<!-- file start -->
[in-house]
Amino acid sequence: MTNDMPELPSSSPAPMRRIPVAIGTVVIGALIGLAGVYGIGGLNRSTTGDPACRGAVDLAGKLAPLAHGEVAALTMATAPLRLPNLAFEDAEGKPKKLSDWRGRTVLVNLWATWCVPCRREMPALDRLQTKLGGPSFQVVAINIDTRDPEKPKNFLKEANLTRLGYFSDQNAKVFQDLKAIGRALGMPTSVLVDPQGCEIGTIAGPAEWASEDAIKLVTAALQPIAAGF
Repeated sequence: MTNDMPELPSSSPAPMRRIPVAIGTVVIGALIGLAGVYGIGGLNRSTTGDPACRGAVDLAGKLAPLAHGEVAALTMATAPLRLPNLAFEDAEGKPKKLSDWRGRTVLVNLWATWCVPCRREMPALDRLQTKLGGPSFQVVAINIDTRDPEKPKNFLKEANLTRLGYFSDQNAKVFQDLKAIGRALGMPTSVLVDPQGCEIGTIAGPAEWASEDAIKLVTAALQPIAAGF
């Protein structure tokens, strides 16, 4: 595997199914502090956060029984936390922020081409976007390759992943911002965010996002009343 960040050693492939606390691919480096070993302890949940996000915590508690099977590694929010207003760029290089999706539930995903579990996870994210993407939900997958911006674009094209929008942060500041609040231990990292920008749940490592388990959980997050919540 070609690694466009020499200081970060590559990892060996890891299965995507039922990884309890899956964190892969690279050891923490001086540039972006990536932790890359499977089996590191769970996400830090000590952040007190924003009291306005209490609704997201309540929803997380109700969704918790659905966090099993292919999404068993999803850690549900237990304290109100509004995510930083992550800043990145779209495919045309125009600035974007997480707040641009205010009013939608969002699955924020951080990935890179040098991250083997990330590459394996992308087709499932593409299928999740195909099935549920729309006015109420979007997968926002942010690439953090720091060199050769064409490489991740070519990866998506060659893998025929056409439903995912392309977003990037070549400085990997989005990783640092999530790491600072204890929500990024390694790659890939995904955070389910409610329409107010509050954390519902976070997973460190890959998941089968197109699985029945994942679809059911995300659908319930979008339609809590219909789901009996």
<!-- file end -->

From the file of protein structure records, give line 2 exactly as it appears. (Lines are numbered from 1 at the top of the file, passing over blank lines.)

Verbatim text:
Amino acid sequence: MTNDMPELPSSSPAPMRRIPVAIGTVVIGALIGLAGVYGIGGLNRSTTGDPACRGAVDLAGKLAPLAHGEVAALTMATAPLRLPNLAFEDAEGKPKKLSDWRGRTVLVNLWATWCVPCRREMPALDRLQTKLGGPSFQVVAINIDTRDPEKPKNFLKEANLTRLGYFSDQNAKVFQDLKAIGRALGMPTSVLVDPQGCEIGTIAGPAEWASEDAIKLVTAALQPIAAGF